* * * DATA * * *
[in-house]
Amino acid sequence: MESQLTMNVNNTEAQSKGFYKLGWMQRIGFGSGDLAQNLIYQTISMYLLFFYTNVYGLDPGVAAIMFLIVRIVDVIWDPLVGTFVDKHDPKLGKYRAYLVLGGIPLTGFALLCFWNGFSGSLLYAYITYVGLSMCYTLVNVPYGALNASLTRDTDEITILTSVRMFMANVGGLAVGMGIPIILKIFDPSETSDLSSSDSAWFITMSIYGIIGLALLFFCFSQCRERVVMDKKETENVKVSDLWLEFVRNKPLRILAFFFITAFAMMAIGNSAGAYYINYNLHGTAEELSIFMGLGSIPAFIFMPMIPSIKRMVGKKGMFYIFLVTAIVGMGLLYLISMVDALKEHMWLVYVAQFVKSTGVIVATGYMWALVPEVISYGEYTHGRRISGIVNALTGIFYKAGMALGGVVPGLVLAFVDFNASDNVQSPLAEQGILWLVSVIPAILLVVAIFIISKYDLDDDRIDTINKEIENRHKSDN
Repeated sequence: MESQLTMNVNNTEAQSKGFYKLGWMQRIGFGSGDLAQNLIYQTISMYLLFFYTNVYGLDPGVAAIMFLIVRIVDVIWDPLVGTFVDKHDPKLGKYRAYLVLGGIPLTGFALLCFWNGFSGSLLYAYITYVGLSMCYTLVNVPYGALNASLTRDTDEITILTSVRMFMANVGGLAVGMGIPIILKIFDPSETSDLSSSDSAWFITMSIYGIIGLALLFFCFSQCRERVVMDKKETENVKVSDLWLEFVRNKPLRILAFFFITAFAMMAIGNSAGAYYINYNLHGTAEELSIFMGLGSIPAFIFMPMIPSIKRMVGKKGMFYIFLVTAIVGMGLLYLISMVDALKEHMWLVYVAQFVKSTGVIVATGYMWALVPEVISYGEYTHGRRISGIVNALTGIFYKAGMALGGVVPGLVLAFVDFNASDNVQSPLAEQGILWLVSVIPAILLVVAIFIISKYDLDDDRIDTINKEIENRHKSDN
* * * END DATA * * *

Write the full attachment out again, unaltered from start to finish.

[in-house]
Amino acid sequence: MESQLTMNVNNTEAQSKGFYKLGWMQRIGFGSGDLAQNLIYQTISMYLLFFYTNVYGLDPGVAAIMFLIVRIVDVIWDPLVGTFVDKHDPKLGKYRAYLVLGGIPLTGFALLCFWNGFSGSLLYAYITYVGLSMCYTLVNVPYGALNASLTRDTDEITILTSVRMFMANVGGLAVGMGIPIILKIFDPSETSDLSSSDSAWFITMSIYGIIGLALLFFCFSQCRERVVMDKKETENVKVSDLWLEFVRNKPLRILAFFFITAFAMMAIGNSAGAYYINYNLHGTAEELSIFMGLGSIPAFIFMPMIPSIKRMVGKKGMFYIFLVTAIVGMGLLYLISMVDALKEHMWLVYVAQFVKSTGVIVATGYMWALVPEVISYGEYTHGRRISGIVNALTGIFYKAGMALGGVVPGLVLAFVDFNASDNVQSPLAEQGILWLVSVIPAILLVVAIFIISKYDLDDDRIDTINKEIENRHKSDN
Repeated sequence: MESQLTMNVNNTEAQSKGFYKLGWMQRIGFGSGDLAQNLIYQTISMYLLFFYTNVYGLDPGVAAIMFLIVRIVDVIWDPLVGTFVDKHDPKLGKYRAYLVLGGIPLTGFALLCFWNGFSGSLLYAYITYVGLSMCYTLVNVPYGALNASLTRDTDEITILTSVRMFMANVGGLAVGMGIPIILKIFDPSETSDLSSSDSAWFITMSIYGIIGLALLFFCFSQCRERVVMDKKETENVKVSDLWLEFVRNKPLRILAFFFITAFAMMAIGNSAGAYYINYNLHGTAEELSIFMGLGSIPAFIFMPMIPSIKRMVGKKGMFYIFLVTAIVGMGLLYLISMVDALKEHMWLVYVAQFVKSTGVIVATGYMWALVPEVISYGEYTHGRRISGIVNALTGIFYKAGMALGGVVPGLVLAFVDFNASDNVQSPLAEQGILWLVSVIPAILLVVAIFIISKYDLDDDRIDTINKEIENRHKSDN